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How possession lost by wrongful force may be restored by the assise of novel disseisin.

[003] 1We have shown above how possession, acquired by whatever causa of acquisition,
[004] may be transferred to another with the possessor's consent. Now we must explain
[005] how, once acquired, it may be taken and lost, without his consent, by wrongful force.
[006] [Then] how and by what action [possession] so lost may be restored to the person
[007] despoiled, for no one ought to be disseised of his free tenement without judgment, nor
[008] put to answer for it without the precept of the lord king and without writ.2 First we
[009] must see how and in what ways a disseisin is committed, then the kind of remedy
[010] available, at once or after a time, 3<[and then] what punishment follows.> [Something]
[011] must first be known of the trespass or injuria and the nature of the act,
[012] that the kind of remedy and the punishment that follows may then more readily be
[013] understood. <In this action of novel disseisin, which arises ex maleficio, one seeks the
[014] thing itself and the penalty ([which] is personal)4 as [in the action] vi bonorum raptorum,5
[015] and also the damages he sustained during the spoliation.6 The penalty is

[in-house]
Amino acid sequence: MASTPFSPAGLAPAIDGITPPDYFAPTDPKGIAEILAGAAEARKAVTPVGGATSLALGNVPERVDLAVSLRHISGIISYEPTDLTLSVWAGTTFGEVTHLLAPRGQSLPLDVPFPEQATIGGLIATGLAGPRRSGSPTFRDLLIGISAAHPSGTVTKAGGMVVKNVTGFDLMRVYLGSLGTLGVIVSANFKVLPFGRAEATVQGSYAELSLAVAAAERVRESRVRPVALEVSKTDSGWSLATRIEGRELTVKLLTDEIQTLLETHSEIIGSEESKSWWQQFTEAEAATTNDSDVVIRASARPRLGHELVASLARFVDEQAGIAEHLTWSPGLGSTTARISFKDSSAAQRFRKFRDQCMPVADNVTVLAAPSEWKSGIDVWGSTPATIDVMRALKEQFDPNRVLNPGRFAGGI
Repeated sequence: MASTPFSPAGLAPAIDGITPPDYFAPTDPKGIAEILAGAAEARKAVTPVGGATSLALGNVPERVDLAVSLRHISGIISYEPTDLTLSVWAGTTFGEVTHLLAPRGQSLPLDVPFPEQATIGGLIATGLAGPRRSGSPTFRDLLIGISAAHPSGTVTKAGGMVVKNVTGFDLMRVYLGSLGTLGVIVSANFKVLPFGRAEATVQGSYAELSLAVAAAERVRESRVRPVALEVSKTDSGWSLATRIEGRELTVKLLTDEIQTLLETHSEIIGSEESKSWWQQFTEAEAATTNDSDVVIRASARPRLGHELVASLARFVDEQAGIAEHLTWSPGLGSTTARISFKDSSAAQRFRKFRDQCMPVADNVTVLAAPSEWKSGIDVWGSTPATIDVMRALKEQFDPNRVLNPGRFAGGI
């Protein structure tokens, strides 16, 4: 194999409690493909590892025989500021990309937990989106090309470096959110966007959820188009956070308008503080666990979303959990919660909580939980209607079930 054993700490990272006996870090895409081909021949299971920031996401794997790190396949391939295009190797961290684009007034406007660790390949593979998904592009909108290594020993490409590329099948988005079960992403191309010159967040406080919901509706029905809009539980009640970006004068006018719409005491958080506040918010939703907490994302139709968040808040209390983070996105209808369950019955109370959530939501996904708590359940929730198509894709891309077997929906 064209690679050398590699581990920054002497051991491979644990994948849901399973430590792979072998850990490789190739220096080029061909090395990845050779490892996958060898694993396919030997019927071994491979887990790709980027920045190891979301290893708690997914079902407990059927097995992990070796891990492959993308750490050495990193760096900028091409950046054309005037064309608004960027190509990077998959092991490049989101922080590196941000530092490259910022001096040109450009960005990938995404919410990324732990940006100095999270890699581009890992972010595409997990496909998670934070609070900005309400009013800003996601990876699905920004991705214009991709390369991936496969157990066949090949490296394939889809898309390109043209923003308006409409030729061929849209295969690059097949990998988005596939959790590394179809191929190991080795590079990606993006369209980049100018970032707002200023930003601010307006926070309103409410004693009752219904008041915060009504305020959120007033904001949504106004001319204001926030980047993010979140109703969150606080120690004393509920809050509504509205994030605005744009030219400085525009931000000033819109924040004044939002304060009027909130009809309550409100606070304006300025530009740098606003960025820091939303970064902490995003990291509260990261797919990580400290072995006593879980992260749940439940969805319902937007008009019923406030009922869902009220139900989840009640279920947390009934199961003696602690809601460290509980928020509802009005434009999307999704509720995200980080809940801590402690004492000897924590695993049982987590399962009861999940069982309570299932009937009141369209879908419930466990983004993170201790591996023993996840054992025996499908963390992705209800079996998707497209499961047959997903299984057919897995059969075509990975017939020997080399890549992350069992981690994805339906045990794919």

[016] threefold:7 one because of the spoliation against the peace, for which a corporal
[017] punishment is exacted, another because of the wrongful detention, for which a
[018] pecuniary penalty is exacted, and also an added penalty, arising out of custom not
[019] right, that the principal disseisor, he alone, not the others, though all are convicted
[020] by the assise, give8 the sheriff an ox.>9 A disseisin is committed not only when one is
[021] himself driven out of his tenement, of whatever kind, violently, wrongfully and without
[022] judgment, or when his procurator or members of his household, in seisin in his
[023] name, are so ejected, but also if, when 10he has gone to market or into foreign parts,
[024] no one left in possession, another enters and refuses to admit him on his return,11 or
[025] when he attempts to enter, by himself or with the help of others, forcibly repels him.
[026] A disseisin is committed not only where one ejects the true lord himself, his procurator
[027] or his household, or refuses to admit him or repels him on his return, but also where
[028] he prevents him, or his procurator or his household, though still in possession, from
[029] using [the tenement] at all, or


1. Supra i, 142-54 (full collation)

2. Supra ii, 302, 318

3. Supra i, 391; from below

4. Supra ii, 324, infra 26, 157

5. Supra ii, 291; ‘vi’ for ‘vis’

6. ‘Item . . . spoliatonis,’ from lines 18-19

7. Infra 26, 75, 76

8. ‘dat’

9. Infra 76, 160

10-11. D. ‘qui ad nundinas profectus neminem et . . . aliquis occupaverit possessionem’; D. ‘nemine suorum relicto, mox revertens prohibitus sit ingredi . . . vi deiectus videtur’; G’terbock, 161

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